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Mandelbrot Set- definitive point testing

  1. Nov 19, 2008 #1
    For those of you not familiar with the mandelbrot set, it is the set of all complex numbers c for which the following transform remains finite for an infinite number of iterations:

    z --> z^2 + c

    z is 0 for the first iteration

    My question is this: How can I conclusively determine whether a number is part of the Mandelbrot Set? I am not looking for an approximation, I can do that on my own.
    Last edited: Nov 19, 2008
  2. jcsd
  3. Nov 19, 2008 #2
    Should I have posted this somewhere else?
  4. Nov 20, 2008 #3


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    maybe no-one knows the answer?

    I've never studied the Mandlebrot set, but can say the following

    - if c is not in the Mandlebrot set then the sequence z_n will eventually diverge, and you can prove this with certainty just by evaluating the sequence accurately enough until z becomes large.

    - for certain values of c the sequence z_n will be eventually be periodic and c will be in the Mandlebrot set, and you could compute these values as solutions of polynomials.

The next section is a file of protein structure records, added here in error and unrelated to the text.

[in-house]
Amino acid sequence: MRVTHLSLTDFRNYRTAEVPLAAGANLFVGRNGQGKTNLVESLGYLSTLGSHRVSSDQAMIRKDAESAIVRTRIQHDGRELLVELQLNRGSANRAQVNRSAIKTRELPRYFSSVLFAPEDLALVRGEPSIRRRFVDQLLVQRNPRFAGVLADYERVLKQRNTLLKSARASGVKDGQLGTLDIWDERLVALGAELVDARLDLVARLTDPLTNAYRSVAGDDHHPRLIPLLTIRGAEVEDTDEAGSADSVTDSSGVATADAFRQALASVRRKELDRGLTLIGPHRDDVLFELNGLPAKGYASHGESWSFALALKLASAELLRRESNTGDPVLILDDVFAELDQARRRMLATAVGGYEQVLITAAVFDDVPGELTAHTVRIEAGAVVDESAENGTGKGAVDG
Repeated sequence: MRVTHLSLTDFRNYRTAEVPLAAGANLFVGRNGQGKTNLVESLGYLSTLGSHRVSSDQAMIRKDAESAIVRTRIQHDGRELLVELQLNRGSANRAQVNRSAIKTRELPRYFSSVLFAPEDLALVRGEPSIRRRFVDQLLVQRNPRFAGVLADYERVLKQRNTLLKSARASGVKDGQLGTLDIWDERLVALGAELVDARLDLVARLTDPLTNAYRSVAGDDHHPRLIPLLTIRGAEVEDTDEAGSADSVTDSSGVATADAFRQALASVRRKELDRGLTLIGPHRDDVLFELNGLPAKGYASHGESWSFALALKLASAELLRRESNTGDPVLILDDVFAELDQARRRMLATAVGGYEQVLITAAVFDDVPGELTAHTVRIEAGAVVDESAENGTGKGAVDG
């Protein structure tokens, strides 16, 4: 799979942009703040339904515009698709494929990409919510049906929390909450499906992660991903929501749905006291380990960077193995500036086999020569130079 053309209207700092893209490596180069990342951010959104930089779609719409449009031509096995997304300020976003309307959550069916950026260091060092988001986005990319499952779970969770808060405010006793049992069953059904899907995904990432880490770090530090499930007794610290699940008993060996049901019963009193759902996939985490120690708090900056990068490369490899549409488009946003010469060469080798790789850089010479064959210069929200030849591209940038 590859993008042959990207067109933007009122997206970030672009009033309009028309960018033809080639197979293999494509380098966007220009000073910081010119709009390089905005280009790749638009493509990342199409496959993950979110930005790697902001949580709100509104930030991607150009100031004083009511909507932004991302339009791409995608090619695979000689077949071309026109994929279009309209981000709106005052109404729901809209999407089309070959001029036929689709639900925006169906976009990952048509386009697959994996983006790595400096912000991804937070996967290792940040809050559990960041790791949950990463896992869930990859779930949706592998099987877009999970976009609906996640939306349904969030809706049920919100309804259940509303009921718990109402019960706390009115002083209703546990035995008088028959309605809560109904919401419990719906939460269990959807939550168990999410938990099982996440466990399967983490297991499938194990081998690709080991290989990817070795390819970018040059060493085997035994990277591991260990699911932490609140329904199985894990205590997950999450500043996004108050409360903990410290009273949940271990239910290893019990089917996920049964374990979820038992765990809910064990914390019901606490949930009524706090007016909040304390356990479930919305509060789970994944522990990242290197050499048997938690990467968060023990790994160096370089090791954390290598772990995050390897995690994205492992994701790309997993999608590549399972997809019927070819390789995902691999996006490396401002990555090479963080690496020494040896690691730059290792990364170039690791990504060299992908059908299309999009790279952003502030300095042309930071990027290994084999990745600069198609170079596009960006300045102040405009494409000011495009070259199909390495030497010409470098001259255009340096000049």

- for more general points in the Mandlebrot set I doubt that there is such an algorithm.

    edit: Wikipedia seems to back up what I just said

    Last edited: Nov 20, 2008
  5. Nov 24, 2008 #4
    Evalutating until c becomes large doesn't work except as an approximation. c can get very large as long as it converges finitely eventually. You also cannot prove that c does not converge to a finite number or range through such evaluation.
  6. Nov 24, 2008 #5


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    If c is sufficiently large, iterating must diverge to infinity.
    If z becomes sufficiently large, iterating must diverge to infinity.
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